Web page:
STORY BY ADAM ROGAN
The great heroes of sport are rarely those that were expected to succeed. Michael Jordan was cut from his high school basketball team, New England Patriots quarterback Tom Brady wasn’t picked until the sixth round of the 2000 NFL Draft and Drake’s own Adam Emmenecker, who led the Bulldogs to the Men’s Basketball NCAA Tournament in 2008 for the first time since 1971, had been a walk-on for the Men’s Basketball team the three previous years.
However, heroes don’t always make their names on the field, but can sometimes rise in other forms, rising out of the shadows to save the day. And now, it seems that Drake has one such hero.
The Drake Mask is an individual who attends nearly every home basketball at the Knapp Center, supporting his school and distracting their opponents, helping the team he loves in whatever way he can from off the court.
“No one I know knows who he is, which kind of adds to the excitement,” senior point guard Carly Grenfell said. “He’s a diehard fan and it is pretty cool to see his literally unwavering support. He’s at every game and it’s definitely pretty cool to have that.”
The Mask agreed to meet for an exclusive interview, but wished to keep his true identity secret, as so many other great heroes do.
“I can’t score baskets on the court, but I do hope that people get some enjoyment watching me cheer on the team or going crazy after the made shots,” The Mask said. “It’s something I’d like to have more of, more people not necessarily showing up to the game in masks, but their cheering on the team really excited about everything.”
The Mask first appeared during the 2013-2014 basketball season and has brought many to speculate where his origins lie, but he has sworn to never disclose that information.
“I started wearing the mask because I thought it would be fun to show up to games and not have to worry about acting too crazy or getting on the refs’ nerves,” The Mask said. “It really gives me the freedom to do a lot of things normal people might feel embarrassed or ashamed of doing. I’m not the kind of person who cares about that type of stuff, but it just gives me the opportunity to not worry about people who would say ‘You’re that kid who goes crazy at basketball games.’”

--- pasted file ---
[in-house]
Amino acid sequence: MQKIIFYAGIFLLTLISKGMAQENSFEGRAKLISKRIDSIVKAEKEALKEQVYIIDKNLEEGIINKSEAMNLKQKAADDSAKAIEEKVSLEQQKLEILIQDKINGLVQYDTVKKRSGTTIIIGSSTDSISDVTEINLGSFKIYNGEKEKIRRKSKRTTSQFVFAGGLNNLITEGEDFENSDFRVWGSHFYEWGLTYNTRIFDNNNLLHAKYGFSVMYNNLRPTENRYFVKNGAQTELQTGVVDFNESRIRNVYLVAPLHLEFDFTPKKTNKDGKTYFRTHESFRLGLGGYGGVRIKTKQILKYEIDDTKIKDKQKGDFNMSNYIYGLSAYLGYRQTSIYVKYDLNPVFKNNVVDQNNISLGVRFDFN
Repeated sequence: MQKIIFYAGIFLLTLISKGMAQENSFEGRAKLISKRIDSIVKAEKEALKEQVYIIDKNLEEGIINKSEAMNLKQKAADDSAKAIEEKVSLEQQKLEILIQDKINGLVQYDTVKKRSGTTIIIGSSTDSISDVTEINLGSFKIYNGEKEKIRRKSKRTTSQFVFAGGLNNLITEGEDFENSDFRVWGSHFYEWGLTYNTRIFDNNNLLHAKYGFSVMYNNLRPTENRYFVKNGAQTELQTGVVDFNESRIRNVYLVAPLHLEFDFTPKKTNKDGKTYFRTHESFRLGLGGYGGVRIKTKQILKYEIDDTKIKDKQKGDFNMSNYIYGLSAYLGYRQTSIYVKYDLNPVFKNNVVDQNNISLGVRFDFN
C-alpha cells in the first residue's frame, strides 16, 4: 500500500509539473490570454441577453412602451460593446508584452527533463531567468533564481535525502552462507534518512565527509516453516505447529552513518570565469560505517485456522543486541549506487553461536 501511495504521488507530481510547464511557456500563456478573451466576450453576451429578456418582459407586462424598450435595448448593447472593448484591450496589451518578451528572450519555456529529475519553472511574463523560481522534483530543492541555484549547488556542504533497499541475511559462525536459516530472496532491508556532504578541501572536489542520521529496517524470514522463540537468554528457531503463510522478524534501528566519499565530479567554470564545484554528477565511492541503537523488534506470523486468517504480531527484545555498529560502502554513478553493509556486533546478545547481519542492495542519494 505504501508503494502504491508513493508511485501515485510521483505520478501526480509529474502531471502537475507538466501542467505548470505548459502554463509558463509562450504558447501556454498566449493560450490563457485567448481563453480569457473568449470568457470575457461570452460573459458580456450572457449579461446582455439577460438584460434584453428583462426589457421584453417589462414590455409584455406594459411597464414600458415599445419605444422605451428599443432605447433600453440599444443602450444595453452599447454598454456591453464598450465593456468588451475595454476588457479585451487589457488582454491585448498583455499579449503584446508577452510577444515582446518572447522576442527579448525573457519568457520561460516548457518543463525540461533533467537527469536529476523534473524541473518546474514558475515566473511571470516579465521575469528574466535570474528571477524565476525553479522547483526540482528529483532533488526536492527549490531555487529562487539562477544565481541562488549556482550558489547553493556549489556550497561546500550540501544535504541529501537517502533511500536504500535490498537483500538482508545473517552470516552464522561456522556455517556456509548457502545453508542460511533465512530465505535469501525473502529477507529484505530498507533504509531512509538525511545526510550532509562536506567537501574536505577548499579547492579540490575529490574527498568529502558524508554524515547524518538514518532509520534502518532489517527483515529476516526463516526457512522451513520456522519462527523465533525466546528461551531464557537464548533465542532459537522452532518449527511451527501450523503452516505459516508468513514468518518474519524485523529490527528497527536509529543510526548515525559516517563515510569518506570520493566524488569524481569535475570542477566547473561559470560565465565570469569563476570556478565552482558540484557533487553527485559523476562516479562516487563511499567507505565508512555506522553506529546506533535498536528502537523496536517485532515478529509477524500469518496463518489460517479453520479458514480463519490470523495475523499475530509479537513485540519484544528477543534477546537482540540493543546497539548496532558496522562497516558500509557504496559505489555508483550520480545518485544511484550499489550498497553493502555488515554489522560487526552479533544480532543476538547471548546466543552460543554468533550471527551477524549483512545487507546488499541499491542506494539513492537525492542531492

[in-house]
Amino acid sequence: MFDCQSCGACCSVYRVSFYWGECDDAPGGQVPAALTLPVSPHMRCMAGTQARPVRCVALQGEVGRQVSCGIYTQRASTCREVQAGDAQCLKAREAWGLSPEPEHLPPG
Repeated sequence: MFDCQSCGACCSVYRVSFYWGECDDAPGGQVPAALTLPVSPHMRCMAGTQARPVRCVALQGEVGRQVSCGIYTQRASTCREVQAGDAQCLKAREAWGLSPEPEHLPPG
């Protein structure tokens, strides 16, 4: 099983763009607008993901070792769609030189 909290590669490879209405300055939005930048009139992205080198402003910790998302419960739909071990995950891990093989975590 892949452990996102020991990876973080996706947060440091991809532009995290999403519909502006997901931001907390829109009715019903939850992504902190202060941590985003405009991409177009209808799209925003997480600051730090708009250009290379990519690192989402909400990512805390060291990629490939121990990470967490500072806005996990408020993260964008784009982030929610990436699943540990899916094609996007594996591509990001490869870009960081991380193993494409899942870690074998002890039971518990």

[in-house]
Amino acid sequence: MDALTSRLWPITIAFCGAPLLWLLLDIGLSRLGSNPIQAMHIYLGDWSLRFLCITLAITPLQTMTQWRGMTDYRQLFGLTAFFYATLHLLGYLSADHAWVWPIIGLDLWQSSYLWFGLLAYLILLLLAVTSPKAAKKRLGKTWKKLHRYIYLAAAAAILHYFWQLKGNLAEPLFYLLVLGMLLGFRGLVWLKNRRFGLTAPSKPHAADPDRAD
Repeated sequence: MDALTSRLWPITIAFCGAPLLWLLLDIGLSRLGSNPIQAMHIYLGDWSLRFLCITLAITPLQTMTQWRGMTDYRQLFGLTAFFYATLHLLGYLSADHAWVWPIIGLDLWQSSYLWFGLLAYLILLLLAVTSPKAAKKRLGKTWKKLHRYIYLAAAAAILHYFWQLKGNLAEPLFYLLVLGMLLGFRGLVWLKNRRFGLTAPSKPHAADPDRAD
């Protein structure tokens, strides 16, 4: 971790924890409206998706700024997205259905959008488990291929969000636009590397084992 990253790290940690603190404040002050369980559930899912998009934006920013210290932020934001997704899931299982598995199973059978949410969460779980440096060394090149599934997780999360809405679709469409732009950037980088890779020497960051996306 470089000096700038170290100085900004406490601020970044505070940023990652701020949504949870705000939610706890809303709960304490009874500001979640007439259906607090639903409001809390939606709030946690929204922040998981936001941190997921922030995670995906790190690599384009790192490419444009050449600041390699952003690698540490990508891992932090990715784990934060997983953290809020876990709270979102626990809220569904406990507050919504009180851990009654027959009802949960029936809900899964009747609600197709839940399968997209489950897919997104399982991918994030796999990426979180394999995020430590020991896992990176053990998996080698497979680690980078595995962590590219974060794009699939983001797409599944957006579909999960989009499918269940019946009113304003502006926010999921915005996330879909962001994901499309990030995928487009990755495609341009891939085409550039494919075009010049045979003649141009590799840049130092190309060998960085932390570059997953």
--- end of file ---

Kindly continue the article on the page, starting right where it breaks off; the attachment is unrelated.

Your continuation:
Avoiding those remarks from his classmates is exactly why The Mask wants to keep his identity secret.
“It’s two separate things,” The Mask said. “It’s me as a school student, serious about my school studies, but at the same time I want that outlet where I can just do whatever I want.”
That freedom not only helps The Mask express himself and have fun, but also helps get the crowd into the game and support the team on the court.
“The intensity he brings, rattling the other team and knowing that we’re going to have an intense environment, having the Knapp Center being a tough place for everyone else to play,” freshman guard Reed Timmer said.
That hostile environment for opponents to play in seems to be making an impact in games. In the two years since The Mask’s first appearance, the Bulldogs’ home winning percentage has improved significantly for the Women’s Basketball team and held steady for the Men’s team when compared to their road winning percentages (see graphic at right).
“I would like to think that the fans have an impact on the games, at least a little bit,” The Mask said. “I can try to do something to try to get into the other team’s head before the game by staring them down … or dancing to break their focus while they’re trying to shoot free throws. I’ll do pretty much anything so that our team can win.”
One of The Mask’s advantages is that he doesn’t need a phone booth to get into character, but simply needs to get into the basketball mindset and strap a simple piece of blue plastic over his face.
“It’s a comfort… knowing that one guy is going to be there all the time, being as crazy he can, motivating our fans to be as crazy as they can.” Timmer said. “It really helps us create the atmosphere we want here at Drake.”
“I think The Mask just embodies everything Drake stands for and his presence, whether he’s dancing in the student section or distracting free throws,” Grenfell added. “It’s huge and it really means a lot to us.”
The players’ responses are what The Mask wants to get out of them, to motivate them to play better, which in turn makes his job of energizing spectators easier.
“When the student section gets into it, it makes it a lot more fun for everybody else,” The Mask said.
The only times that The Mask has been seen are during Drake’s athletic events. The Mask can be found @DrakeMask on Twitter, and perhaps may be spotted living out his alter ego attending classes as a dedicated Drake student.